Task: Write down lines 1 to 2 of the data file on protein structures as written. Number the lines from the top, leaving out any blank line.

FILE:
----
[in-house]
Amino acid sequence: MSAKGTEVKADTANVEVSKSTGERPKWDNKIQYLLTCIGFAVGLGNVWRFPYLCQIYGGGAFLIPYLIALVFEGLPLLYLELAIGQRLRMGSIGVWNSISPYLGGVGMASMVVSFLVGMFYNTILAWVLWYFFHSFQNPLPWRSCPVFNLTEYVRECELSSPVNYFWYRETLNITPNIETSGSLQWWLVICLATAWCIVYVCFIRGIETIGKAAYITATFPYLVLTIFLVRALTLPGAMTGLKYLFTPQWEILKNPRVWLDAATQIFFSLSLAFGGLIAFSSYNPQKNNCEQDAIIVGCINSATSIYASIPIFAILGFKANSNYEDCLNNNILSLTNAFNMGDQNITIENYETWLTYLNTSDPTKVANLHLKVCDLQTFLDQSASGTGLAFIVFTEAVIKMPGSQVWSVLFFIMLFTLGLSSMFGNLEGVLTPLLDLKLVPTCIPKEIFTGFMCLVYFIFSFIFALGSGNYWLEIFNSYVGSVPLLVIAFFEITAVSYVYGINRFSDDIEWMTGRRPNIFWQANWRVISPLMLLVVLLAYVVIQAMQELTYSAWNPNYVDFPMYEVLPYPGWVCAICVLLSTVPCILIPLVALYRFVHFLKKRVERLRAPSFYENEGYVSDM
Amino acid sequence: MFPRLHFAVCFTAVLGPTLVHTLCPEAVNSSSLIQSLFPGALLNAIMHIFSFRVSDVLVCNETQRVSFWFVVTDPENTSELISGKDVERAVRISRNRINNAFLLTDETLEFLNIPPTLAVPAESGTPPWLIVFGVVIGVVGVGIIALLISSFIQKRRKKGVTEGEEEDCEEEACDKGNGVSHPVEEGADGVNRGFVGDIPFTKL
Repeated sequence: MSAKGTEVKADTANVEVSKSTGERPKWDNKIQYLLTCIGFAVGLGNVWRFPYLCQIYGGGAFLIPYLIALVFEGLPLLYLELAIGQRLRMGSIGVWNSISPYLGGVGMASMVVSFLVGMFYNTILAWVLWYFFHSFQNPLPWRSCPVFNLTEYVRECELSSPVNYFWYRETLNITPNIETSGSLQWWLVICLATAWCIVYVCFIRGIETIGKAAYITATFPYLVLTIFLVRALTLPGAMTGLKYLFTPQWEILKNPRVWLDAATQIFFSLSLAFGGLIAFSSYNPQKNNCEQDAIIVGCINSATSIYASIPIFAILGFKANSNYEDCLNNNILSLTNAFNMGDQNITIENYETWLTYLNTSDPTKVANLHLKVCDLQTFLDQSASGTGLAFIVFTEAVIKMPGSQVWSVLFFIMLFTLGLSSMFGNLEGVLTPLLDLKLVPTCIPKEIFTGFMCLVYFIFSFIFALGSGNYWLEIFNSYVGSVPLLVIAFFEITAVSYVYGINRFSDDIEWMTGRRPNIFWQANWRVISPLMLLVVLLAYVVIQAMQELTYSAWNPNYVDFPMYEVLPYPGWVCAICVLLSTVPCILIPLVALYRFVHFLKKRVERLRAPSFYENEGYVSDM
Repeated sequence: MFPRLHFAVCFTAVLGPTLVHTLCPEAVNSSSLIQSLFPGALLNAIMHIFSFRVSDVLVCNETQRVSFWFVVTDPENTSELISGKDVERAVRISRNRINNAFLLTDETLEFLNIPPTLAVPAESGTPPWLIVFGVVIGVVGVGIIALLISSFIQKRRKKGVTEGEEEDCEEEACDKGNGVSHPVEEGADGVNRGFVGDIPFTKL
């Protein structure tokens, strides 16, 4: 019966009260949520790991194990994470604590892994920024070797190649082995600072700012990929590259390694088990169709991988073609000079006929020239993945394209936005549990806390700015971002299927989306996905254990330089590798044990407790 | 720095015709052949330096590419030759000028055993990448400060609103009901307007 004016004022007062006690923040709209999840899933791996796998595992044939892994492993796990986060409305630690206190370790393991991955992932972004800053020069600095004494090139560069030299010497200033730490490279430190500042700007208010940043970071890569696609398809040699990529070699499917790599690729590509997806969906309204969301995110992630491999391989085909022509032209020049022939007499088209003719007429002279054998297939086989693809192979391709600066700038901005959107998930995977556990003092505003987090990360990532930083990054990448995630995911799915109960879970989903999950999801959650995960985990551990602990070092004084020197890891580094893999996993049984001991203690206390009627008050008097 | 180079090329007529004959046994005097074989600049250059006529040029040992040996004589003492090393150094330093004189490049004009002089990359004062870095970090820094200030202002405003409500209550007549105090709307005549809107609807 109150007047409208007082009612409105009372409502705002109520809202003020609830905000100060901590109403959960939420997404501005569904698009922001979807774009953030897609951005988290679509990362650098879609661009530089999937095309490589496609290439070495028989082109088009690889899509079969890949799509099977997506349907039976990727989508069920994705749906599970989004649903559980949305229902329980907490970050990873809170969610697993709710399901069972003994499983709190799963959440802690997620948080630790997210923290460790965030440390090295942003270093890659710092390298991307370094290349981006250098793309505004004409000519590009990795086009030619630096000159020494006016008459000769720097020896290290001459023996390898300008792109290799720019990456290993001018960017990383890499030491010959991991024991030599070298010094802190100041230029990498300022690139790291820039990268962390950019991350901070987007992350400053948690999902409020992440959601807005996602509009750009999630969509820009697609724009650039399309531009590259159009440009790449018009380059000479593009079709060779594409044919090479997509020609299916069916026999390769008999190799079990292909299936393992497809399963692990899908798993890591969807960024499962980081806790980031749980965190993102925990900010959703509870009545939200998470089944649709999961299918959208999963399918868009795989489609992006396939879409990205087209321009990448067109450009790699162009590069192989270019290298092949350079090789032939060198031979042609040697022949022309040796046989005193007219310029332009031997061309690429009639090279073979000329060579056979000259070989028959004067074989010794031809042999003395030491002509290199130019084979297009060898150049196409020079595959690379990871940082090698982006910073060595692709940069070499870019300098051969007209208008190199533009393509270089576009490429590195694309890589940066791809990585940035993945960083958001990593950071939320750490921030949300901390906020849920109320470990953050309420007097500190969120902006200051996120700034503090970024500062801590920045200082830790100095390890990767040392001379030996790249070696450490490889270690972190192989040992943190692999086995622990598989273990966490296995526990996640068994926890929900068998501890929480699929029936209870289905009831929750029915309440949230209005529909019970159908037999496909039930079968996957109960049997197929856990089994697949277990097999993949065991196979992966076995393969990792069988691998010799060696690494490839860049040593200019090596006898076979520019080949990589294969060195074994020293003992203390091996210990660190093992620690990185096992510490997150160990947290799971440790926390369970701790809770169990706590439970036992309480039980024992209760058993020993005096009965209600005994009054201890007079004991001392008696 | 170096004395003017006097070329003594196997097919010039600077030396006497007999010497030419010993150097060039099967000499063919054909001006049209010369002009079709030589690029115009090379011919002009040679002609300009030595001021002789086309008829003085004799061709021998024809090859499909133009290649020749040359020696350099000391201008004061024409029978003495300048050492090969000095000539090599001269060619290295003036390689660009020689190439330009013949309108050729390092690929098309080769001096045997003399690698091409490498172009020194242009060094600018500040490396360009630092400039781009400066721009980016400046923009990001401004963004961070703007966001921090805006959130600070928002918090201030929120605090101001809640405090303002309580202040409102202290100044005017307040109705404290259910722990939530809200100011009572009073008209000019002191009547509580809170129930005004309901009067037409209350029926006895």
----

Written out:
[in-house]
Amino acid sequence: MSAKGTEVKADTANVEVSKSTGERPKWDNKIQYLLTCIGFAVGLGNVWRFPYLCQIYGGGAFLIPYLIALVFEGLPLLYLELAIGQRLRMGSIGVWNSISPYLGGVGMASMVVSFLVGMFYNTILAWVLWYFFHSFQNPLPWRSCPVFNLTEYVRECELSSPVNYFWYRETLNITPNIETSGSLQWWLVICLATAWCIVYVCFIRGIETIGKAAYITATFPYLVLTIFLVRALTLPGAMTGLKYLFTPQWEILKNPRVWLDAATQIFFSLSLAFGGLIAFSSYNPQKNNCEQDAIIVGCINSATSIYASIPIFAILGFKANSNYEDCLNNNILSLTNAFNMGDQNITIENYETWLTYLNTSDPTKVANLHLKVCDLQTFLDQSASGTGLAFIVFTEAVIKMPGSQVWSVLFFIMLFTLGLSSMFGNLEGVLTPLLDLKLVPTCIPKEIFTGFMCLVYFIFSFIFALGSGNYWLEIFNSYVGSVPLLVIAFFEITAVSYVYGINRFSDDIEWMTGRRPNIFWQANWRVISPLMLLVVLLAYVVIQAMQELTYSAWNPNYVDFPMYEVLPYPGWVCAICVLLSTVPCILIPLVALYRFVHFLKKRVERLRAPSFYENEGYVSDM